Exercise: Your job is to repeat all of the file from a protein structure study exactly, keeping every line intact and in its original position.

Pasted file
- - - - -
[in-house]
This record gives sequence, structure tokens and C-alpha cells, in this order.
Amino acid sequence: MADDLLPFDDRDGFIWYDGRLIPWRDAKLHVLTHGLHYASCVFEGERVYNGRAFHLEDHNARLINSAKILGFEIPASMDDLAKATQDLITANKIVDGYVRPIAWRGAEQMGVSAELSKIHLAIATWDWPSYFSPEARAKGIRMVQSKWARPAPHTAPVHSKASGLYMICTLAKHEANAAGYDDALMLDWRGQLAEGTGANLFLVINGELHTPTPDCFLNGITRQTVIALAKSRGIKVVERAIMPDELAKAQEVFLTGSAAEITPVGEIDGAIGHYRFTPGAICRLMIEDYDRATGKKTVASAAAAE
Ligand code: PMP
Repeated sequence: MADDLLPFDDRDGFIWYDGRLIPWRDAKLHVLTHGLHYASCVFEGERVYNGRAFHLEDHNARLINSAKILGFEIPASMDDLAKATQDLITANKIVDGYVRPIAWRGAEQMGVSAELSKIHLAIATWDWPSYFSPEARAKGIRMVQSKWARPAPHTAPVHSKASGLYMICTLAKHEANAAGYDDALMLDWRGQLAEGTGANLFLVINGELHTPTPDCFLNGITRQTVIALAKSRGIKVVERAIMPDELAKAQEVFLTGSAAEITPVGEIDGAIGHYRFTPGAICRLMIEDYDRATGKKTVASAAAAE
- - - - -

[in-house]
This record gives sequence, structure tokens and C-alpha cells, in this order.
Amino acid sequence: MADDLLPFDDRDGFIWYDGRLIPWRDAKLHVLTHGLHYASCVFEGERVYNGRAFHLEDHNARLINSAKILGFEIPASMDDLAKATQDLITANKIVDGYVRPIAWRGAEQMGVSAELSKIHLAIATWDWPSYFSPEARAKGIRMVQSKWARPAPHTAPVHSKASGLYMICTLAKHEANAAGYDDALMLDWRGQLAEGTGANLFLVINGELHTPTPDCFLNGITRQTVIALAKSRGIKVVERAIMPDELAKAQEVFLTGSAAEITPVGEIDGAIGHYRFTPGAICRLMIEDYDRATGKKTVASAAAAE
Ligand code: PMP
Repeated sequence: MADDLLPFDDRDGFIWYDGRLIPWRDAKLHVLTHGLHYASCVFEGERVYNGRAFHLEDHNARLINSAKILGFEIPASMDDLAKATQDLITANKIVDGYVRPIAWRGAEQMGVSAELSKIHLAIATWDWPSYFSPEARAKGIRMVQSKWARPAPHTAPVHSKASGLYMICTLAKHEANAAGYDDALMLDWRGQLAEGTGANLFLVINGELHTPTPDCFLNGITRQTVIALAKSRGIKVVERAIMPDELAKAQEVFLTGSAAEITPVGEIDGAIGHYRFTPGAICRLMIEDYDRATGKKTVASAAAAE